Former Egyptian minister of aviation, the last prime minister in the Mubarak wra, and runner-up in the first post-revolution presidential elections Ahmed Shafiq had been away from the limelight for almost five years, during which he stayed in the UAE. In quite a sudden move, he recorded a video that was first exclusively aired on Reuters and in which he announced his intention to run for the 2018 presidential elections and to return soon to Egypt to start his campaign.
A few hours later, the Qatari-owned al-Jazeera aired another video in which Shafiq said he was not allowed to leave the UAE and criticized the UAE for interfering in Egypt’s affairs. While Shafiq’s lawyer and his party The Patriotic Movement insisted the video was leaked to al-Jazeera, Shafiq was reportedly given 48 hours to leave the UAE, his arrival in/ deportation to Egypt was shrouded in mystery until he gave a phone interview to one of the popular TV shows, and the drama intensified as accusations of collaborating with Qatar and the Muslim Brotherhood were leveled at him. In the meantime, why Shafiq started it all and how aware he was of the repercussions remain open to speculation.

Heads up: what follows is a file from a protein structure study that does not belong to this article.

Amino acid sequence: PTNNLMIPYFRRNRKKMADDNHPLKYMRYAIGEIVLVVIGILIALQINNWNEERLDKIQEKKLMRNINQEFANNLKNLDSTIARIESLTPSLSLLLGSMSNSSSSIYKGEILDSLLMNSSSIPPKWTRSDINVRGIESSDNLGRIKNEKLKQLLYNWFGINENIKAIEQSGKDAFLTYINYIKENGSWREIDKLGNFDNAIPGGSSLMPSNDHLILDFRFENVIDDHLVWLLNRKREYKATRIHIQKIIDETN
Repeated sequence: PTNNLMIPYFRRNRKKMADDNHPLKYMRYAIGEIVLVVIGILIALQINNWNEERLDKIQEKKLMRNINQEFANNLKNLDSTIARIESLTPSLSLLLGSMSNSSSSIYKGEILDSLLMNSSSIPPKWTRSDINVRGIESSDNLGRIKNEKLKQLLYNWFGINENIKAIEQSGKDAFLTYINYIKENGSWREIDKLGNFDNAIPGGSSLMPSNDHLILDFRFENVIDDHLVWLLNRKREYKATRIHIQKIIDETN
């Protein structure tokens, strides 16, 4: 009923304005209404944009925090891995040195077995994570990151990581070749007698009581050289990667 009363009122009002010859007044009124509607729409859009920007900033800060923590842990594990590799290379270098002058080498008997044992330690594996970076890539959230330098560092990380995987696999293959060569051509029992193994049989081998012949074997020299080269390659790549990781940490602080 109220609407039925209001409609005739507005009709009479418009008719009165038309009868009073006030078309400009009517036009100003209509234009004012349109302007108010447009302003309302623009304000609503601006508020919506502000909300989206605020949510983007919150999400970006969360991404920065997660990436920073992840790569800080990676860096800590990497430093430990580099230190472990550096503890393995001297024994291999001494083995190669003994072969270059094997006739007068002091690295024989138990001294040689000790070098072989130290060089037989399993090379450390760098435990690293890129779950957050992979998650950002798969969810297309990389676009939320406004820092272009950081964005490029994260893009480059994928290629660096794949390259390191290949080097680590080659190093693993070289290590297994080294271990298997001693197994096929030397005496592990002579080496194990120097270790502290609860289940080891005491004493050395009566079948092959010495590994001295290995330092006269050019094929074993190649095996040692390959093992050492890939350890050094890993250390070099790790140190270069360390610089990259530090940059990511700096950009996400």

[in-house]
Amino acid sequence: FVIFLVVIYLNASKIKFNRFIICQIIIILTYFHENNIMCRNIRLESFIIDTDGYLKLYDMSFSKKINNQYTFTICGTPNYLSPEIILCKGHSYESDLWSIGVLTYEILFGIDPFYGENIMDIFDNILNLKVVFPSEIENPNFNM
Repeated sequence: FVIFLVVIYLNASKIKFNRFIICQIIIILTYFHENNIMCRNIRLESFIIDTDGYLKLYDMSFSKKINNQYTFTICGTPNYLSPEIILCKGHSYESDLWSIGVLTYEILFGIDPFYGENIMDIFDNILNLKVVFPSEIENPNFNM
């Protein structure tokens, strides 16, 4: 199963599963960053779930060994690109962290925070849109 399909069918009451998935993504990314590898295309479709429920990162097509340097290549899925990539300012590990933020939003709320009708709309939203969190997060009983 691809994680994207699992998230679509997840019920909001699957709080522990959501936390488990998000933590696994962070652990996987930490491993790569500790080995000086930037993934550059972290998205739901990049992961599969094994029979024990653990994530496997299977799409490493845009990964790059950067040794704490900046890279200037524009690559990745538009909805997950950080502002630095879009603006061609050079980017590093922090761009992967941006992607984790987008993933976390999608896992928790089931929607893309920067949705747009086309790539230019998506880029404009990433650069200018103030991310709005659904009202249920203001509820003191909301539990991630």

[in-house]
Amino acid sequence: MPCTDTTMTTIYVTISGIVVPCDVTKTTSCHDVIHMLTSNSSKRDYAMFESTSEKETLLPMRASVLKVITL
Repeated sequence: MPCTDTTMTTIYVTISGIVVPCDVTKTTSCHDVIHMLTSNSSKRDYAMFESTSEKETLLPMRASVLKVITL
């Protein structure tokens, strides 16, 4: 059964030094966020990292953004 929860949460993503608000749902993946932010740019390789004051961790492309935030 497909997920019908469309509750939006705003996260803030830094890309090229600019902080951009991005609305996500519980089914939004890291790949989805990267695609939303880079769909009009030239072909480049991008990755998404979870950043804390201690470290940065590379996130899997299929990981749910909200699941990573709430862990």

Journalist and MP Mustafa Bakri explains the “plan,” as he calls it, behind Shafiq’s announcement. According to Bakri, Shafiq intended to head to several European cities, starting with Paris, to garner support for his candidacy. “There the plan was to start. This plan involved Qatar, which was to fund his campaign, and several leading members of the Muslim Brotherhood,” he wrote. “This was to be done under the protection of the Turkish intelligence.”